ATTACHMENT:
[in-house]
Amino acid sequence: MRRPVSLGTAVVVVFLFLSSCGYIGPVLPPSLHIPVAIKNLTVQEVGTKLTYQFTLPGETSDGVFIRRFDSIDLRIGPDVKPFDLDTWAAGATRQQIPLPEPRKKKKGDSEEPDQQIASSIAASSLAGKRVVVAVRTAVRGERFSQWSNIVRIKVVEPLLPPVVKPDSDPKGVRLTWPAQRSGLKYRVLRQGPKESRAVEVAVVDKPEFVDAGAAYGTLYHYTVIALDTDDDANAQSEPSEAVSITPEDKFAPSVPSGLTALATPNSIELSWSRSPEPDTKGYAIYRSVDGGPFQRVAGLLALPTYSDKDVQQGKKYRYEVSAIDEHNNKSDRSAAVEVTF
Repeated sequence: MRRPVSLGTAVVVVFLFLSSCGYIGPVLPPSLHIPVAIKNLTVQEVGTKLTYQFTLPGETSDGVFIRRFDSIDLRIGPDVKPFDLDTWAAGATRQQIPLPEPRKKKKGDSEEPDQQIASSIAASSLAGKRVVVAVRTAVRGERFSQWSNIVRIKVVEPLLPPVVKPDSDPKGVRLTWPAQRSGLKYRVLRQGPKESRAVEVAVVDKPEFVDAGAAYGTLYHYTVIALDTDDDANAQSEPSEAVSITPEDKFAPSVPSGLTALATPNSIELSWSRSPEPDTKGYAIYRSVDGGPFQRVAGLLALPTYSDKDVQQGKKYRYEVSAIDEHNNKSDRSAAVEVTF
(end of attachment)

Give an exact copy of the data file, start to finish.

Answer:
[in-house]
Amino acid sequence: MRRPVSLGTAVVVVFLFLSSCGYIGPVLPPSLHIPVAIKNLTVQEVGTKLTYQFTLPGETSDGVFIRRFDSIDLRIGPDVKPFDLDTWAAGATRQQIPLPEPRKKKKGDSEEPDQQIASSIAASSLAGKRVVVAVRTAVRGERFSQWSNIVRIKVVEPLLPPVVKPDSDPKGVRLTWPAQRSGLKYRVLRQGPKESRAVEVAVVDKPEFVDAGAAYGTLYHYTVIALDTDDDANAQSEPSEAVSITPEDKFAPSVPSGLTALATPNSIELSWSRSPEPDTKGYAIYRSVDGGPFQRVAGLLALPTYSDKDVQQGKKYRYEVSAIDEHNNKSDRSAAVEVTF
Repeated sequence: MRRPVSLGTAVVVVFLFLSSCGYIGPVLPPSLHIPVAIKNLTVQEVGTKLTYQFTLPGETSDGVFIRRFDSIDLRIGPDVKPFDLDTWAAGATRQQIPLPEPRKKKKGDSEEPDQQIASSIAASSLAGKRVVVAVRTAVRGERFSQWSNIVRIKVVEPLLPPVVKPDSDPKGVRLTWPAQRSGLKYRVLRQGPKESRAVEVAVVDKPEFVDAGAAYGTLYHYTVIALDTDDDANAQSEPSEAVSITPEDKFAPSVPSGLTALATPNSIELSWSRSPEPDTKGYAIYRSVDGGPFQRVAGLLALPTYSDKDVQQGKKYRYEVSAIDEHNNKSDRSAAVEVTF